To use a legal document in another country, it must generally be legalized. Whether an apostille will suffice or consular intervention is necessary depends on both the country of origin and the country of destination.
What is an apostille?
Ratified in 1961, The Hague Conventionis an agreement among many countries to certify documents for use in the countries party to the agreement, without further legalization. If you have a document that you need legalized for use in another Convention country, the Convention certification called an “apostille” must be affixed to the document by a competent authority. Only those nations party to the Hague Treaty will recognize the apostille certification. For countries not party to the Hague Convention, documents must go through various channels in order to be authenticated for use in another country. In most cases documents would need to be certified by the relevant government authority in the country of origination and then ultimately certified through the consulate office of the receiving country.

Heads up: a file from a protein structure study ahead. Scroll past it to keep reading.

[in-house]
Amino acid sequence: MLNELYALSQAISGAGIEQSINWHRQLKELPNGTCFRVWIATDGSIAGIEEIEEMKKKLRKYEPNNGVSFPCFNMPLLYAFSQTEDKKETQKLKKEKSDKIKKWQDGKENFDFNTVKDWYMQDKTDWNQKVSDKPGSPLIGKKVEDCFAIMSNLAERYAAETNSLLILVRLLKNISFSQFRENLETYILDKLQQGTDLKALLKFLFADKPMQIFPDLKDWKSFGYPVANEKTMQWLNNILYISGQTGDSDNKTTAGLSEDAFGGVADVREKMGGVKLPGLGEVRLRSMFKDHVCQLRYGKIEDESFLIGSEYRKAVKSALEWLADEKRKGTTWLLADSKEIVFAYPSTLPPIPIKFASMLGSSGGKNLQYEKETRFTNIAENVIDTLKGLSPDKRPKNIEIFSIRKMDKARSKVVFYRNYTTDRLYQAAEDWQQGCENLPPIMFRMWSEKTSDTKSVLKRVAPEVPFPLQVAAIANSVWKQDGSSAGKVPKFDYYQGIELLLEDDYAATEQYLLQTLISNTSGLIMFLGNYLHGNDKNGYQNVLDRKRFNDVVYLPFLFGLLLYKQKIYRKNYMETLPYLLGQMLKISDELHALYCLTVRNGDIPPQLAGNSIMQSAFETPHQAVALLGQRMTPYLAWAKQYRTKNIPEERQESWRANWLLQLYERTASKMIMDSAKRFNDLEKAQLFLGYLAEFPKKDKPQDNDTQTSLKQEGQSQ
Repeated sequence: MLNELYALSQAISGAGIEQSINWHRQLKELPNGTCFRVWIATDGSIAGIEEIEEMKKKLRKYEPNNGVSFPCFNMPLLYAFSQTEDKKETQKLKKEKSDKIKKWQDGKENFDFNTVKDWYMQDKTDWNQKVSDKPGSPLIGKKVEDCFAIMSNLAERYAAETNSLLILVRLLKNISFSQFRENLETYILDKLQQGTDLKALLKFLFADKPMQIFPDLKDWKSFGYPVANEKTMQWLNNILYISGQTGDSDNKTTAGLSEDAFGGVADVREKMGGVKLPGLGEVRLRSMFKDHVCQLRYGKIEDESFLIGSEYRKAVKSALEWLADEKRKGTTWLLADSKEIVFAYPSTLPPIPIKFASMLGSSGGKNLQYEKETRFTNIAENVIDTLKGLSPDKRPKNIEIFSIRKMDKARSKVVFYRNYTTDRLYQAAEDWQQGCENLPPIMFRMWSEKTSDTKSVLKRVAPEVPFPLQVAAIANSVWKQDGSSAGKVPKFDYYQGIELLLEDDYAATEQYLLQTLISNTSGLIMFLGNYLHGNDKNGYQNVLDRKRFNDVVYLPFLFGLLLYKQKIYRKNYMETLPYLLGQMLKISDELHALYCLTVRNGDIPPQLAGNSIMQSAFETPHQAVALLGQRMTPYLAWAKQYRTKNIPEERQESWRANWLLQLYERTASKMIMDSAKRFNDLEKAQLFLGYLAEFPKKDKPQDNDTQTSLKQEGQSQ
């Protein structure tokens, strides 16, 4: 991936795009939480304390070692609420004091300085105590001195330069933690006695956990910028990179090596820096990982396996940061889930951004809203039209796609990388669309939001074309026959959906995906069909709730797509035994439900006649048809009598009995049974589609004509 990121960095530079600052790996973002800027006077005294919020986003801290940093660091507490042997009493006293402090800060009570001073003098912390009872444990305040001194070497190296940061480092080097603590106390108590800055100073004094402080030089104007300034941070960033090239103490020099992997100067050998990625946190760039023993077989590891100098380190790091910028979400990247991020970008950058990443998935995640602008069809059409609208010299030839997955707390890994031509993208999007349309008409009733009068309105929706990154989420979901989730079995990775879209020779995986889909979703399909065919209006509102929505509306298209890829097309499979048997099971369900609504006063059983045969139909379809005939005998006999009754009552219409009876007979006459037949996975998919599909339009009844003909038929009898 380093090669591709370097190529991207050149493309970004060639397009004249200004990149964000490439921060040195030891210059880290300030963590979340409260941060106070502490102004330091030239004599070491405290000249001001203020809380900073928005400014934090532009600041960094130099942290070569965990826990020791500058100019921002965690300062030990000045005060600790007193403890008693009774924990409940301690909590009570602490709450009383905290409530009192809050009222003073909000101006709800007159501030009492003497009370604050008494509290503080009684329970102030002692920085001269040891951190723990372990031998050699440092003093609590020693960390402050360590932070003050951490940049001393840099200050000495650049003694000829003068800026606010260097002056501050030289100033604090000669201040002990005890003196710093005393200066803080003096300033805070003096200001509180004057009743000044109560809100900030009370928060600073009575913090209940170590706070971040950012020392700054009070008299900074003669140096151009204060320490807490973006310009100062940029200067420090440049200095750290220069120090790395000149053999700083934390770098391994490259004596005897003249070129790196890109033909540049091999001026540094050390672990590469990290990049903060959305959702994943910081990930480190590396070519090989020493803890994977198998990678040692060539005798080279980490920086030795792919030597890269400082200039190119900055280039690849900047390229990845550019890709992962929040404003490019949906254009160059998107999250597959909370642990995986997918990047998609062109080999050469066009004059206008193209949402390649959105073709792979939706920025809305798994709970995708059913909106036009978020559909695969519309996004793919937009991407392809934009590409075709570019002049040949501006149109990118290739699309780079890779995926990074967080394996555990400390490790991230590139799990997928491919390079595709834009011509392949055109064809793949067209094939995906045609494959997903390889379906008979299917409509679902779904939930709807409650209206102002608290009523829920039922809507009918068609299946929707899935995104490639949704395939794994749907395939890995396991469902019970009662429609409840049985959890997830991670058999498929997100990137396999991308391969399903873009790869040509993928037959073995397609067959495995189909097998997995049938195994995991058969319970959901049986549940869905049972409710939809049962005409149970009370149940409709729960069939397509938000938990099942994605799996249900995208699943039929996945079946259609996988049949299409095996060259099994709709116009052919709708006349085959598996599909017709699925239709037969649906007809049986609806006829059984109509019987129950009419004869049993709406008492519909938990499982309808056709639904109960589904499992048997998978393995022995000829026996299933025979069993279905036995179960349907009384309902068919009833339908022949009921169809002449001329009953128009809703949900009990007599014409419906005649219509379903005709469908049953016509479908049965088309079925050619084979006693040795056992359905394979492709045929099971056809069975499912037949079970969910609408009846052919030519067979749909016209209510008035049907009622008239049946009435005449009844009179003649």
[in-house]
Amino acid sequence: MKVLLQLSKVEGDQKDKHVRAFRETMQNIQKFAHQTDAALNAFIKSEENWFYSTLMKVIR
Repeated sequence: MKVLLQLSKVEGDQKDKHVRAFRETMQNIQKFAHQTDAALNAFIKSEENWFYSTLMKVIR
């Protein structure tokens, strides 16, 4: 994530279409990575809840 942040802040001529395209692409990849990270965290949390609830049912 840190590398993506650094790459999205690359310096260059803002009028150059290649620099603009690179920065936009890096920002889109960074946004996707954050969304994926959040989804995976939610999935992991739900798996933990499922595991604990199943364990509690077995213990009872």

Our office can assist with the legalization of notarized documents as well as government, corporate and civil documents from any non-Hague convention country.
If you need assistance with determining if your document needs an apostille or to be legalized, please contact us. Our office can assist with the obtaining and legalization of notarized documents as well as government, corporate and civil documents from any Hague or non-Hague convention country.